Editor in Chief: Moh. Reza Huwaida Monday, October 22nd, 2018

The Challenges of Cyberspace

It is more likely that while scrolling down your mobile page or computer screen, a message will be received tempting you to click an eerie software or intimidating you to deposit money to a bank account. It means that cyber criminals are hunting for benefit. If you trust to click a certain application or answer a message which gives you the good news of winning a lottery or a lion’s share in a company with no reason, you will certainly fall prey to frauds.
Cyberspace can be seen as providing new opportunities to reshape society and culture through “hidden” identities, or it can be seen as borderless communication and culture.
Cybercrime has reached an epidemic proportion and debated hotly around the globe. Two uncompromising sides are pitted against each other: advanced organizations of expert cyber criminals on the one hand, and international institutions with highly competent researchers, including legal professionals and technologists, on the other. The technology is the same, but it is the use and misuse of the technology that separates the good intentions from the sinister ones. 
There have been many but not unanimous definitions about cybercrime. It is also defined as, “Offences that are committed against individuals or groups of individuals with a criminal motive to intentionally harm the reputation of the victim or cause physical or mental harm, or loss, to the victim directly or indirectly, using modern telecommunication networks such as internet and mobile phones.” Cybercrime may threaten a person or a nation’s security and financial health.
There are also problems of privacy when confidential information is intercepted or disclosed, lawfully or otherwise. Women are highly vulnerable to cybercrime in some countries. Debarati Halder and K. Jaishankar defines ‘cybercrime against women’ as, “Crimes targeted against women with a motive to intentionally harm the victim psychologically and physically, using modern telecommunication networks such as internet and mobile phones.” The susceptibility of Afghan women to cybercrime seems very high. Women are disturbed and intimidated largely in the country. Scores of women do not use their real names on Facebook for the fear of disturbance or intimidation.
Cyberterrorism is one of the matter of great concern for the world. Cyberterrorism in general can be defined as an act of terrorism committed through the use of cyberspace or computer resources. As such, a simple propaganda piece in the Internet that there will be bomb attacks during the holidays can be considered cyberterrorism. There are also hacking activities directed towards individuals, families, organized by groups within networks, tending to cause fear among people, demonstrate power, collecting information relevant for ruining peoples’ lives, robberies, blackmailing etc.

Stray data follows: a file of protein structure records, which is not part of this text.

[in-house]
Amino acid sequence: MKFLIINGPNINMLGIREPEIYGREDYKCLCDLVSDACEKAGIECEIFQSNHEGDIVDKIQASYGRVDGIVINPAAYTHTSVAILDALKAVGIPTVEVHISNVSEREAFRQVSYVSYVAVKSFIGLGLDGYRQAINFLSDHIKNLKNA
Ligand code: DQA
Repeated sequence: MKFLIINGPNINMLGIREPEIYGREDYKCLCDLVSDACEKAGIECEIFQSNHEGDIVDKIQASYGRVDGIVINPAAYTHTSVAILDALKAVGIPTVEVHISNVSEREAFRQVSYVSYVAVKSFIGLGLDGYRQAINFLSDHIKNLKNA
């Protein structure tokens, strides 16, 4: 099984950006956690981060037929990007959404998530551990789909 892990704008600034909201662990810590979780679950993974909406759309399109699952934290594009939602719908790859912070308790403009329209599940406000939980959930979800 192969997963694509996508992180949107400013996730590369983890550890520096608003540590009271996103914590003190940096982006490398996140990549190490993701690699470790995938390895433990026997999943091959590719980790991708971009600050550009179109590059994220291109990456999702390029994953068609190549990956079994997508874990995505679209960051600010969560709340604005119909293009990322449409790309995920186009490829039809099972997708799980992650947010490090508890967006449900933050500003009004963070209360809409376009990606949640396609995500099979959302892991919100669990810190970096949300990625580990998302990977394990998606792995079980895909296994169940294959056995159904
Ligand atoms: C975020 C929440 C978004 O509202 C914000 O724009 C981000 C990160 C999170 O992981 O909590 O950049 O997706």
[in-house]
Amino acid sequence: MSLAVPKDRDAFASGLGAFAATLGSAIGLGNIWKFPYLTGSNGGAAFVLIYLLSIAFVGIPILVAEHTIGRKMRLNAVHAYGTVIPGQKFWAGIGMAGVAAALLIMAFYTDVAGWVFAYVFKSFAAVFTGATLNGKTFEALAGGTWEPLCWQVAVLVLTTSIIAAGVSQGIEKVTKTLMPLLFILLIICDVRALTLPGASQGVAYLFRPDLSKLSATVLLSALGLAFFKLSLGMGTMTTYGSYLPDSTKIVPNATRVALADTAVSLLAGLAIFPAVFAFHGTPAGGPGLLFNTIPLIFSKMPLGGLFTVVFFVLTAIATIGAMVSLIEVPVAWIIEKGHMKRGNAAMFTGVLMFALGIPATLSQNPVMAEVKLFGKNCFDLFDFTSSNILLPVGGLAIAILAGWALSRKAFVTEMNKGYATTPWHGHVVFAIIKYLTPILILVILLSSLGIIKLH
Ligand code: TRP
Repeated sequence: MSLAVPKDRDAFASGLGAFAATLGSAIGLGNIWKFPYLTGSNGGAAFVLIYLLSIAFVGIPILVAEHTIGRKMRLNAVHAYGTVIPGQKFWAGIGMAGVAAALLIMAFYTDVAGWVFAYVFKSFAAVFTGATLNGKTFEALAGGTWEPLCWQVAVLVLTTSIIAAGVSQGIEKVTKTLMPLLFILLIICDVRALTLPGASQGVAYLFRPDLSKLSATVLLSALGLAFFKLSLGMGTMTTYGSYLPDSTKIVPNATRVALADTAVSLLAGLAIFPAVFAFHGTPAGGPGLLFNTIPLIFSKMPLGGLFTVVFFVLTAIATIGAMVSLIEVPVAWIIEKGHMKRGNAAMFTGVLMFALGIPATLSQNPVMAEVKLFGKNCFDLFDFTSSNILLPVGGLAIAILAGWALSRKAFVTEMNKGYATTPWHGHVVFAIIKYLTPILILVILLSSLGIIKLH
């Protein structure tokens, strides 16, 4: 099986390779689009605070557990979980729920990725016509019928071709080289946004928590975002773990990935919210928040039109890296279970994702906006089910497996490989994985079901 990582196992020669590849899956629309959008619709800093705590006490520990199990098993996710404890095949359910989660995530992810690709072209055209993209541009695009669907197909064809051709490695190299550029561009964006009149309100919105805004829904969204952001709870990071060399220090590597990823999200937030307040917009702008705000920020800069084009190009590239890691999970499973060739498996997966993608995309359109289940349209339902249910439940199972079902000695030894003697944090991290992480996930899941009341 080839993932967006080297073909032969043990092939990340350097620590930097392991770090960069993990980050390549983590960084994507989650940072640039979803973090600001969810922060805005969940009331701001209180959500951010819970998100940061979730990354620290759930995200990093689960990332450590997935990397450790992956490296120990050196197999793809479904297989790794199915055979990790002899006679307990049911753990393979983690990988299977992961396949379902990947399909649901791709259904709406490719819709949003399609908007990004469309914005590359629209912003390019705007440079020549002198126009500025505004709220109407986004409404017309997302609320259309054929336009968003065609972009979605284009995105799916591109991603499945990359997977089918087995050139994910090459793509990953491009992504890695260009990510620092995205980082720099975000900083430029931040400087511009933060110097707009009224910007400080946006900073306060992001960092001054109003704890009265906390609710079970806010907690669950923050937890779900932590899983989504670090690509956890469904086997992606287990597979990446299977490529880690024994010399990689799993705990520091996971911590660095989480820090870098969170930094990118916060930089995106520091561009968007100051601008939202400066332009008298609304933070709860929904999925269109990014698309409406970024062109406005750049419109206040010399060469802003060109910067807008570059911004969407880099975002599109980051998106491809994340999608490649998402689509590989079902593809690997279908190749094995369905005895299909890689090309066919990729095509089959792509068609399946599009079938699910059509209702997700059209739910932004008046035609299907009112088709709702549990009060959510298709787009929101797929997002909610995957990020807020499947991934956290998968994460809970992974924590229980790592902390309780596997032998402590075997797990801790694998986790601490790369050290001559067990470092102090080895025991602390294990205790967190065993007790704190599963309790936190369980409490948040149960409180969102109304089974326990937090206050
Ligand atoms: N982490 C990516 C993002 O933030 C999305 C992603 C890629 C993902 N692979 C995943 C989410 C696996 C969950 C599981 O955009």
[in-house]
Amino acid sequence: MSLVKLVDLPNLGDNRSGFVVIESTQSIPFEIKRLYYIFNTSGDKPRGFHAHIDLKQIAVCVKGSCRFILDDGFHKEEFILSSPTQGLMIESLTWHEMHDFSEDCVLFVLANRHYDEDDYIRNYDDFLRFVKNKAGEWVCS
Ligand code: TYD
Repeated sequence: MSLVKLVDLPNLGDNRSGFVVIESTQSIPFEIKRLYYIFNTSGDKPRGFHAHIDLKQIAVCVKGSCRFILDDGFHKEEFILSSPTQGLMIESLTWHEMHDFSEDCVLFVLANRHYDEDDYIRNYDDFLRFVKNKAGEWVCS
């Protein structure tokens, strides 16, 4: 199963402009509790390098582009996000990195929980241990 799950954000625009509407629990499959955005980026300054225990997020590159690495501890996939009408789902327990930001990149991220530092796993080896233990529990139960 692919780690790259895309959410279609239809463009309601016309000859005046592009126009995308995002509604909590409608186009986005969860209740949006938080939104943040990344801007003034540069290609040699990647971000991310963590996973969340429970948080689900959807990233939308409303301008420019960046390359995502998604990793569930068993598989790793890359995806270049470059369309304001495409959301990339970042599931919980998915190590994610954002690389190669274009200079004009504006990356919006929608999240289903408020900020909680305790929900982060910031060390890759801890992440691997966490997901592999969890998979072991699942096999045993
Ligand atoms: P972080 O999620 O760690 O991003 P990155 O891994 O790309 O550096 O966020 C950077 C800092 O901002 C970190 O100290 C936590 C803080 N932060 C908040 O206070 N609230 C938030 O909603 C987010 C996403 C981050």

Cyberterrorism can be also defined as the intentional use of computer, networks, and public internet to cause destruction and harm for personal objectives. Experienced cyberterrorists who are very skilled in terms of hacking can deal massive damage to government systems, hospital records, and national security programs, often which leaves a country in turmoil and in fear of further attacks. The objectives of such terrorists may be political or ideological since this can be seen as a form of terrorism.
Terrorism online should be considered cyberterrorism when there has been fear inflicted on a group of people, whereas cybercrime is the act of committing a felony or crime online typically without the use of fear.
Recently, Afghan President Ashraf Ghani has reportedly signed the bill on prevention of electronic crimes into law. It is said that the law recommends fines and imprisonment up to 20 years as punishment. Najib Nangyal, a spokesman for the IT ministry has said that police should be equipped with information about cybercrimes and judges and attorneys who were expert in the field should be involved the law’s implementation. He added that the law, if enforced, would help people get rid of negative activities on the social media and would promote the culture of positive use of technology.
In Afghanistan, there is no restriction in social media and people seek to state their feelings and judgements, based on no facts, in sarcastic way. People are humiliated and their private sphere is invaded in the worst possible way. Hence, it is believed that approving a law regarding cyberspace is really essential in Afghanistan so as to mitigate humiliating and outrageous remarks. What is more important is to put the law into force. Otherwise, only writing a set of rule on a piece of paper will never alleviate the challenges.
We need to promote broader cooperation among countries on the investigation and prosecution of cybercriminals, terrorists and hacktivist groups. We need to encourage and promote further adoption of defensive technologies, enable companies to hunt for, detect, attribute and stop cyberattacks.